Arbitrary Detention of Vietnamese Asylum Seekers
One of the most stark examples of the failure of the colonial administration to protect human rights is how it has eroded protections against arbitrary detention in Hong Kong. Senior members of the judiciary and a small majority of legislators have been willing participants in this process. I refer here to the highly politicised situation of Vietnamese asylum seekers, the recent cases challenging their detention and the enactment of the Immigration (Amendment) Bill.
Article 9 of the International Covenant on Civil and Political Rights (ICCPR) guarantees that: "No one shall be subject to arbitrary arrest or detention". This Article is part of Hong Kong's constitution and our courts are thus obliged to strike down any legislation that provides for arbitrary detention.
The word "arbitrary" describes a concept. It embodies the notion of inappropriateness, injustice and lack of predictability. Thus, Article 9 of the ICCPR requires a court to determine whether detention is reasonable in all the circumstances.
In the wake of the recent Privy Council judgment regarding detention of asylum seekers from Vietnam, the administration released some 275 people with Taiwanese documents who had been registered in Vietnam as aliens. They had each been detained in Hong Kong, without trial, for periods of between 5 and 8 years.
The administration's response to the Privy Council ruling was shocking. The Refugee Coordinator and Deputy Secretary for Security, Brian Bresnihan stated: "There are those who acknowledge that if we had our own court of final appeal, it might have taken a decision which reflected more the feelings of the community on this particular issue".
Refugee advocate Pam Baker noted that the administration would apparently prefer our Court of Final Appeal to be a court of public opinion rather than a court of law, at least when its own policies are challenged. Legislator Christine Loh stated: "Some comments emanating from the Administration have verged on calls for a more compliant Judiciary".
The administration proposed emergency legislation to "plug the loophole" of freedom from arbitrary detention "pending removal" of people who cannot be removed from Hong Kong. It then attempted to railroad the amendment through the Legislative Council with three readings in a single day, just 6 working days after legislators first saw the Bill and 3 working days after it was gazetted. Had the administration been successful in achieving its aim, there would have been no opportunity for public debate, or input by the Bar Council and NGOs who were subsequently called upon to assist legislators.
Further, the administration misled legislators concerning the implications of the proposed law. First, in its explanatory memoranda, the administration stated that the new law would in no way affect a court's discretion to release a person on habeas corpus, when of course it does exactly that. Second, the administration stated that the law would not curtail common law rights to liberty when of course that was its very purpose.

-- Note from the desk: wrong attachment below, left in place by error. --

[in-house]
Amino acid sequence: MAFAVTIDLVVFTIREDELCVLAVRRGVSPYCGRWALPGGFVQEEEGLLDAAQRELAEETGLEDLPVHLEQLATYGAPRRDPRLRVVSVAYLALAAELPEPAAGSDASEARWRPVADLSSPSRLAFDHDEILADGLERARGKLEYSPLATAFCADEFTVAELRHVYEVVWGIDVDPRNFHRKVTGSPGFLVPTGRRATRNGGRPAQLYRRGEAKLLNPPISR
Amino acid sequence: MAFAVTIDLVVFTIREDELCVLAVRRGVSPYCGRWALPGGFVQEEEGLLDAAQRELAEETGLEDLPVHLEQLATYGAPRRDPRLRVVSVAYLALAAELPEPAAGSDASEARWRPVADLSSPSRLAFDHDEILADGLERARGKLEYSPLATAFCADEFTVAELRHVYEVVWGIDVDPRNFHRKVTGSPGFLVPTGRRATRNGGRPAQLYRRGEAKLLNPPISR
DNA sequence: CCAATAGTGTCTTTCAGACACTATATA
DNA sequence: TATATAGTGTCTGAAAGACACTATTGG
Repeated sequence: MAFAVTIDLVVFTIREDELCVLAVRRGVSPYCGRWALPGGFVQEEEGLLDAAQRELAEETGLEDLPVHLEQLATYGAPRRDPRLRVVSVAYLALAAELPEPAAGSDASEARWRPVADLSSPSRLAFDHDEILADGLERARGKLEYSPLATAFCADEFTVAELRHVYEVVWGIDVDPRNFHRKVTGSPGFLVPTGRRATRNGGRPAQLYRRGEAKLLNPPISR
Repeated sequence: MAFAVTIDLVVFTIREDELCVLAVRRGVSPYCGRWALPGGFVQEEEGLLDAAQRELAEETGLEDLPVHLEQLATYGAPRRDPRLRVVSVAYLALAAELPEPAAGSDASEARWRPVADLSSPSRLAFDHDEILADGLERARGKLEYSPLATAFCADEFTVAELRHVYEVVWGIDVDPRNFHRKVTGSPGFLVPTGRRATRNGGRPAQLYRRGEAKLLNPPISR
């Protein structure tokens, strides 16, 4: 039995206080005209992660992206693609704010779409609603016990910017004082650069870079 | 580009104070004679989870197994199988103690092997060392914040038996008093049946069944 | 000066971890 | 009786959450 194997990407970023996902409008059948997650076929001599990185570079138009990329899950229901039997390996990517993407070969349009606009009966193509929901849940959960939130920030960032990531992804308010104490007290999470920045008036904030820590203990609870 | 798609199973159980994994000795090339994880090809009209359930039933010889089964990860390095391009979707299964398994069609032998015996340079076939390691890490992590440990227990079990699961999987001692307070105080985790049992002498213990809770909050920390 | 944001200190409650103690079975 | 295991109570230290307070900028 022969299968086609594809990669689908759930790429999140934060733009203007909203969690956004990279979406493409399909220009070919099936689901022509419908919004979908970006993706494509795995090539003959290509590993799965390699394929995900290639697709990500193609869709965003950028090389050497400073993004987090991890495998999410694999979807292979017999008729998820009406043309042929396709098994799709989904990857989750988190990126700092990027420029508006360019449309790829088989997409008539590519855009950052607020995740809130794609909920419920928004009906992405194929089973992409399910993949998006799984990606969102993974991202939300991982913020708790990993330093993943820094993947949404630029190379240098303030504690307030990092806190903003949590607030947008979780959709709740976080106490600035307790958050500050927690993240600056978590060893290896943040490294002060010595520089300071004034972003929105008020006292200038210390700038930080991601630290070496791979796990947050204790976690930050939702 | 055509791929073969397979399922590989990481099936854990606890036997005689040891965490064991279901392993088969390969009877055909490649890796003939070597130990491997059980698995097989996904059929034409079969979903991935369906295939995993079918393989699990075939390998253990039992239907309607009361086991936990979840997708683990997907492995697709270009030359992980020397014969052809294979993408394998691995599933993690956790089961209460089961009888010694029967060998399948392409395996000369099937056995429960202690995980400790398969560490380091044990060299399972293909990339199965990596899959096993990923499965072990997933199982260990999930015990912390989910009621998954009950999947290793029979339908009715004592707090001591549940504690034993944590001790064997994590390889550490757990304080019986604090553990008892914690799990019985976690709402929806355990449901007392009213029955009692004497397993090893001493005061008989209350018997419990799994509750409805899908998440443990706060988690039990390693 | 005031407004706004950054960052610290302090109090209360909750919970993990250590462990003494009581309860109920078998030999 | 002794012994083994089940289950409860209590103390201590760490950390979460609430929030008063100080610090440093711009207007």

Finally, the administration initially said nothing about the issue of arbitrary detention and the proposed law's potential inconsistency with the ICCPR. It was only after the Bar Council and five NGOs produced written reports criticising the Bill as providing for arbitrary detention, that the administration dealt with the issue.
The administration told legislators that its first line of defence to a court challenge would be to claim that a reservation limiting the scope of the application of the ICCPR to immigration legislation meant that the administration was not prevented from detaining persons arbitrarily under the Immigration Ordinance. This in itself is startling. Twelve months before China resumes sovereignty and at a time when the Bill of Rights and the protection it provides Hong Kong people against arbitrary detention is under threat, the administration was prepared to argue in court that arbitrary detention was both lawful and appropriate.
The administration told legislators its second line of defence to a court challenge would be to deny that detention would be arbitrary. Almost half of the legislators did not accept this. Many legislators criticised the Bill as providing for arbitrary detention and stated that arbitrary detention of Vietnamese or any other unpopular group in Hong Kong was unacceptable, as was the precedent it set at this critical time in Hong Kong's history.
Margaret Ng stated: "There is simply no justification to tamper with the present law, and no justification to interfere with the Privy Council's decision, which in such a timely fashion reaffirms one of the most important functions of our courts in safeguarding the liberty of the individual. This is what the rule of law has been called into being to defend: the liberty of the least of us against the mightiest of the state machinery." The Bill was nonetheless passed by a narrow margin, 29 votes for with 26 votes against.
Another habeas corpus action is presently being prepared. The administration has failed to protect the least of those in our community against arbitrary detention. So too has the legislature. Our last line of defence is the courts. Let us hope the courts use greater foresight and adopt a more considered approach than they generally have in the past on issues of individual liberty involving Vietnamese asylum seekers.